What Information is Generally Not Available to the Media?
Identity or address of witnesses and victims
Identity of juveniles under the age of 18, unless charged as an adult*
Medical conditions, unless permission is specifically given by the victim or the victim's family (HIPAA)
Information which, if prematurely released, may interfere with an
investigation or apprehension of a suspect, such as the nature of leads,
specifics of an "MO," details of the crime known only to the
perpetrator or police, or information that may cause the suspect to flee
or avoid arrest
Information that would disclose investigative techniques or would endanger the life or safety of law enforcement personnel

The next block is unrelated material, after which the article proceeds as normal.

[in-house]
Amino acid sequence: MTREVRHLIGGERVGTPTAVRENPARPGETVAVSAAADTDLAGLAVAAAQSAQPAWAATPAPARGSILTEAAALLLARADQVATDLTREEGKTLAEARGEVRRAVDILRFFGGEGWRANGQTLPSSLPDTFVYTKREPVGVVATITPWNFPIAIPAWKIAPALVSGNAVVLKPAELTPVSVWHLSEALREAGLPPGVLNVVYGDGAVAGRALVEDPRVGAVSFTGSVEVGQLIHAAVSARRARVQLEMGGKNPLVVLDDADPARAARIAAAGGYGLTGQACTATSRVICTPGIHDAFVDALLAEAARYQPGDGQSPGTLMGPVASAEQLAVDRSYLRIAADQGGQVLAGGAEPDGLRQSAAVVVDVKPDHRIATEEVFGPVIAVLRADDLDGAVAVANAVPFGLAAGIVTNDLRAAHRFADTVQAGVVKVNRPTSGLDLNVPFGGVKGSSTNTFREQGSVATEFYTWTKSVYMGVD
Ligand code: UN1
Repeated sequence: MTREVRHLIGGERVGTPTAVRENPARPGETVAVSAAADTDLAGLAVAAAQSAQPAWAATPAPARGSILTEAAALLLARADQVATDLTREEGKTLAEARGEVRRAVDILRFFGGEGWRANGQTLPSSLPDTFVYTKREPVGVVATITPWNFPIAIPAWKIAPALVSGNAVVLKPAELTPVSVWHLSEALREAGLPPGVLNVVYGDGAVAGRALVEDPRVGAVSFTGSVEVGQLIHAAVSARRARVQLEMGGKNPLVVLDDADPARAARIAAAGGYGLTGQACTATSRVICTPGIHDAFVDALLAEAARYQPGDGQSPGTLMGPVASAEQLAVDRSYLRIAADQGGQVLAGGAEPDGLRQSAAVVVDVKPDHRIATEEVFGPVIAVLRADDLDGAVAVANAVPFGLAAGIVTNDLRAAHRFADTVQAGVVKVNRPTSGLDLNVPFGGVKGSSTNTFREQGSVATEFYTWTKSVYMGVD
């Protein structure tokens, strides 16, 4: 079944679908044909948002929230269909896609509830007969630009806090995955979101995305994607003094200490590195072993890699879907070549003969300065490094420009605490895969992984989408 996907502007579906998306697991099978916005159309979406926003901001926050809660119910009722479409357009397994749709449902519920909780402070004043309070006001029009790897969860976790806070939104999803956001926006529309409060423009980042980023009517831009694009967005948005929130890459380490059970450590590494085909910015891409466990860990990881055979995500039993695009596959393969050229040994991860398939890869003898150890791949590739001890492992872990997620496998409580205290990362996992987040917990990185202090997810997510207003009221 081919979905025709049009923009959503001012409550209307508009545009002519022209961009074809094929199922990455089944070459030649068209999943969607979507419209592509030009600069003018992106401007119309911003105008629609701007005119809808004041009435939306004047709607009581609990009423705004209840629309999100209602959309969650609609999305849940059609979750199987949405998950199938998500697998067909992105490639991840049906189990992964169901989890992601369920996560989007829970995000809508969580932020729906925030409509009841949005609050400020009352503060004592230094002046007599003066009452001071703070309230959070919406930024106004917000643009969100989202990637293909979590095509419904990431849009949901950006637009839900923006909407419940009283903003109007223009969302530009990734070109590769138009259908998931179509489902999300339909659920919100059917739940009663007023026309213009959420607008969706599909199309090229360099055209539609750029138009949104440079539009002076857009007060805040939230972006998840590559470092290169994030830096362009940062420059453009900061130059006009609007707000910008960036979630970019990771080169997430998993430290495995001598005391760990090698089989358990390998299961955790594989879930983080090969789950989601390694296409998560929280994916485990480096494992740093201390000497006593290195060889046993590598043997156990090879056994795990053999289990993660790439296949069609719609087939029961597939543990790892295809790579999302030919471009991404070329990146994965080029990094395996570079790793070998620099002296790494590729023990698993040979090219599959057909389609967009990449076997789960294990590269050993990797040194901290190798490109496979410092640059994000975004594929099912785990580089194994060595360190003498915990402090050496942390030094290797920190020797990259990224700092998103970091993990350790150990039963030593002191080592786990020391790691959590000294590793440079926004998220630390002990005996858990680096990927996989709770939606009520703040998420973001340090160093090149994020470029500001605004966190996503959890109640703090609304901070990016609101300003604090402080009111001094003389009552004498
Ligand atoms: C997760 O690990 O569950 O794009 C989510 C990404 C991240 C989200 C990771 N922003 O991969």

Evidence that may adversely affect a court proceeding
Status of persons turned over to the custody of Health and Welfare, such as mental hold or child custody situations†
Results of any investigative procedure, such as line ups, polygraph tests, ballistic tests, etc.
The identities of suspects before their arrest absent a warrant, unless
the release is necessary for public assistance in apprehension or to
warn of danger
The contents of a statement by the accused
*Child protection matters are also protected by law. Children taken
into protective custody for whatever reason are provided protection of
their identities and status under state and federal statutes.
†Police officers routinely deal with people who have diagnosed or
suspected mental illness. This is a medical condition protected under
the medical records provision of the public records act. The Police
Department may only be able to refer you to the Department of Health and
Welfare; however, they too are restricted in providing information due
to patient's privacy rights.